On July 18, 2012, passengers on an airline flight over the Southwest Pacific Ocean glimpsed something unusual — a raft of floating rock known as pumice that indicated an underwater volcanic eruption had occurred on the seafloor northeast of New Zealand. The raft eventually grew to more than 150 square miles (roughly the size of Philadelphia), a sign that the eruption was unusually large.
A new paper published January 10, 2018, in the journal Science Advances describes the first up-close investigation of the largest underwater volcanic eruption of the past century. The international research team led by the University of Tasmania and the Woods Hole Oceanographic Institution (WHOI) used the autonomous underwater vehicle (AUV) Sentry and the remotely operated vehicle (ROV) Jason to explore, map, and collect erupted materials from the Havre volcano during a 2015 expedition. They found that the eruption was surprising in many ways.
“We knew it was a large-scale eruption, approximately equivalent to the biggest eruption we’ve seen on land in the 20th Century,” said Rebecca Carey, a volcanologist at University of Tasmania and Co-Chief Scientist on the expedition.
“Heading to the site, we were fully prepared to investigate a typical deep-sea explosive eruption,” added Adam Soule, WHOI associate scientist and chief scientist for the National Deep Submergence Facility. “When we looked at the detailed maps from the AUV, we saw all these bumps on the seafloor and I thought the vehicle’s sonar was acting up. It turned out that each bump was a giant block of pumice, some of them the size of a van. I had never seen anything like it on the seafloor.”
More than 70 percent of all volcanic activity on Earth occurs on the seafloor, but details of these events are largely hidden from view by seawater. Based on the size of the 2012 pumice raft, the eruption of the Havre Volcano was estimated to be the largest documented underwater silicic eruption — a particular type of eruption that produces viscous, gas-filled lava that often occurs explosively. Despite their violence, very little is known about silicic eruptions and most knowledge about them comes from ancient rock records, which lack details such as the timing, duration, source, and water depth of the events. Scientists have never been able to study a large underwater silicic eruption shortly after it occurred in order to better understand how they happen and what they produce.
Havre is part of the Kermadec Arc, a chain of volcanoes, some of which reach the surface to form the Kermadec Islands, between New Zealand and American Samoa. The volcanoes are formed by conditions at the subduction zone where one of Earth’s largest tectonic plates, the Pacific Plate, dives beneath the Australian Plate. New Zealand scientists mapped the Havre volcano, a caldera nearly three miles (4.5 kilometers) across on the seafloor northeast of the North Island of New Zealand, using shipboard sonar instruments in 2002 and again immediately after the eruption in 2012, revealing the presence of new volcanic material on the seafloor.
In 2015, scientists from the University of Tasmania, WHOI, the University of California Berkeley, the University of Otago in New Zealand, and others traveled to the region on board the research vessel Roger Revelle operated by the Scripps Institution of Oceanography. They deployed the AUV Sentry in a series of 11 dives that mapped more than 19 square miles (50 square kilometers) of seafloor. They also conducted 12 ROV Jason dives totaling 250 hours to collect samples of erupted material and to capture high-resolution imagery of the seafloor inside the crater.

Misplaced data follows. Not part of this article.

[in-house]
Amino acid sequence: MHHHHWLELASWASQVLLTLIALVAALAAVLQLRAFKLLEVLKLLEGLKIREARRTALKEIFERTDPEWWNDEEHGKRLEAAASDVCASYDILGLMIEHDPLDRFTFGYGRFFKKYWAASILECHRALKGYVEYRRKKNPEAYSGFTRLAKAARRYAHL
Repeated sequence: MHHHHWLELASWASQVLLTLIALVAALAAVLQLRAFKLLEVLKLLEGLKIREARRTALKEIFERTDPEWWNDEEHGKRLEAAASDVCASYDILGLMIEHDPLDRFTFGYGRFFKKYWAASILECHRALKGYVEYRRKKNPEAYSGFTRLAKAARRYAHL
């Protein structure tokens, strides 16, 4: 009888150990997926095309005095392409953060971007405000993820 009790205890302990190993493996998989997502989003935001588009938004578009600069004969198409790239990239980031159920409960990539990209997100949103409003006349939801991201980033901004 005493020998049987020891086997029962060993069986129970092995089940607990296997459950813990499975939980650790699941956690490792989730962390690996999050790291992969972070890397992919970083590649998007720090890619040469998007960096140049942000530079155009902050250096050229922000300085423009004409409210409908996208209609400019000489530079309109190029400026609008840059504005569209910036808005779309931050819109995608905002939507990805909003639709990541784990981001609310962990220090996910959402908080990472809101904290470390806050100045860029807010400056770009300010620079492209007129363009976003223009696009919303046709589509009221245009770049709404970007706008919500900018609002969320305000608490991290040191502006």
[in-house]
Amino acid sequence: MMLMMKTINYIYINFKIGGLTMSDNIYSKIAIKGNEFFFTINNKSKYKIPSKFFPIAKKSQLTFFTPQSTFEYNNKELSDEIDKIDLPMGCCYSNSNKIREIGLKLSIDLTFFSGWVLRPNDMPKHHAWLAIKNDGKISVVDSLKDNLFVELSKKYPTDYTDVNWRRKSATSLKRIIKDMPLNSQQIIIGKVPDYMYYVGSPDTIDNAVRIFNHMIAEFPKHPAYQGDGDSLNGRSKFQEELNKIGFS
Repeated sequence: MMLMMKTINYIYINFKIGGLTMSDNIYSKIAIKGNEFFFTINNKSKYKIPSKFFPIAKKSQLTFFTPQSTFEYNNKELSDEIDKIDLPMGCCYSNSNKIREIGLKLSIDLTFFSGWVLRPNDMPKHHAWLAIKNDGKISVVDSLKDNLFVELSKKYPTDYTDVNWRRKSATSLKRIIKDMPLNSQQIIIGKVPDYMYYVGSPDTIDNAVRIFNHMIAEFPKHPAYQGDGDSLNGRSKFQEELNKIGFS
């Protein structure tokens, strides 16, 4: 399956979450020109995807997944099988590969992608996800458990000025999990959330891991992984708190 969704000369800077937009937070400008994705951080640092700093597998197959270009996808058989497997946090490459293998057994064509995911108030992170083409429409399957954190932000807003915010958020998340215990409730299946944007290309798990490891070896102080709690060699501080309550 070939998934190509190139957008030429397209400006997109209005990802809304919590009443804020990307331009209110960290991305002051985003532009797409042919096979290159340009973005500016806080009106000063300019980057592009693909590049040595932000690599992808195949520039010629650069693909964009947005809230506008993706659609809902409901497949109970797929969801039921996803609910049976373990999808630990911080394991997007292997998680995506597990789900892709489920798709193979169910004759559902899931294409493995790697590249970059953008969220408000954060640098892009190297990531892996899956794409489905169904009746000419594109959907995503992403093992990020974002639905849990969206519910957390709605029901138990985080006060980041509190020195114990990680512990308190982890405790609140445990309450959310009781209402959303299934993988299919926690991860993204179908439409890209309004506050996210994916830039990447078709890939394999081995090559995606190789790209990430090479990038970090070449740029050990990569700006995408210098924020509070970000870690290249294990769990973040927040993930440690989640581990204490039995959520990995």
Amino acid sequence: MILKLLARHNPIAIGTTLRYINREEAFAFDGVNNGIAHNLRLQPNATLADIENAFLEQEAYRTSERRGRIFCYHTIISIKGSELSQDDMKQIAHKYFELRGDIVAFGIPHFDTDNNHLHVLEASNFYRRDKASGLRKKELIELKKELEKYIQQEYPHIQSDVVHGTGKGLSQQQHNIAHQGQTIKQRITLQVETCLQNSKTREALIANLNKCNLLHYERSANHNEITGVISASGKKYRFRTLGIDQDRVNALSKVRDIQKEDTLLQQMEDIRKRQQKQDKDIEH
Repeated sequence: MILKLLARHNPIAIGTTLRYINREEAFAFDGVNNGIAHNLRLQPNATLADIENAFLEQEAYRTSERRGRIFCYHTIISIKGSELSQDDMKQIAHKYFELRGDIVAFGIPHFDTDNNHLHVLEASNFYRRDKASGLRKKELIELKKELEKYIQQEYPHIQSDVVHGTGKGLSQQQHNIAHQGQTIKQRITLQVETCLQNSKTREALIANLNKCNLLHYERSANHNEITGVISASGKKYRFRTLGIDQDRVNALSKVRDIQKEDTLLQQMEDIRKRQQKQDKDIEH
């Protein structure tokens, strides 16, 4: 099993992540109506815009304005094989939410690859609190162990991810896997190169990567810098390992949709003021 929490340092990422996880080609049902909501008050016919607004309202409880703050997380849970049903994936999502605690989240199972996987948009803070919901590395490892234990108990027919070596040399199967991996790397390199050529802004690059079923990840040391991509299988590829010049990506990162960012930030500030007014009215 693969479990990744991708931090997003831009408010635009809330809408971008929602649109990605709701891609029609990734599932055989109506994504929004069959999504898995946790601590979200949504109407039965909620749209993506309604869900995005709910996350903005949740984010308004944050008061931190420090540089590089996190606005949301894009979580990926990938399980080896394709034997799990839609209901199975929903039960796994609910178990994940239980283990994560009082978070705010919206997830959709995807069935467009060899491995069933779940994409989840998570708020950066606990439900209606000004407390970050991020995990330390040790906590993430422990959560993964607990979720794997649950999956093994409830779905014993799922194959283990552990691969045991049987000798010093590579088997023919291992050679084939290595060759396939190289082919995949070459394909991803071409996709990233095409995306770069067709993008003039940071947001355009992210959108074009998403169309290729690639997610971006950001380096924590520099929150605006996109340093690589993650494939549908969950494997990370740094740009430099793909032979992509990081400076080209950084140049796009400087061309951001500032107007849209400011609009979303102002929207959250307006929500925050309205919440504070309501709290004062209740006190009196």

The team found that the eruption history of the Havre volcano was much more complicated than they previously thought, with the most recent eruption alone consisting of lava from 14 volcanic vent sites between 900 and 1220 meters (3000 and 4000 feet) below the surface. They also discovered that, what they thought was initially an explosive eruption that would produce mainly pumice, also created ash, lava domes, and seafloor lava flows. Mapping and seafloor observations revealed that, of the material that erupted, which was nearly 1.5 times larger than the 1980 eruption of Mount St. Helens, about 75 percent floated to the surface and drifted away with winds and currents. The rest was spread across the seafloor up to several miles away.
“Ultimately we believe that none of the magma was erupted in the ways we assume an explosive eruption occurs on land,” said Soule.
Material collected using ROV Jason confirmed the diverse nature of the eruption, bringing samples of dense lava, ash, pumice, and giant pumice to the surface, including one piece measuring 5 feet (1.5 meters) in diameter that is the first of its kind ever collected and is currently on display at the National Museum of Science and Nature in Tokyo. The physical and chemical composition of these samples are helping scientists learn how the eruption proceeded, what made it act the way it did, and how the material changes over time.
This work was supported by a grant from the National Science Foundation.
Rebecca Carey et al. The largest deep-ocean silicic volcanic eruption of the past century. Science Advances, 2018 DOI: 10.1126/sciadv.1701121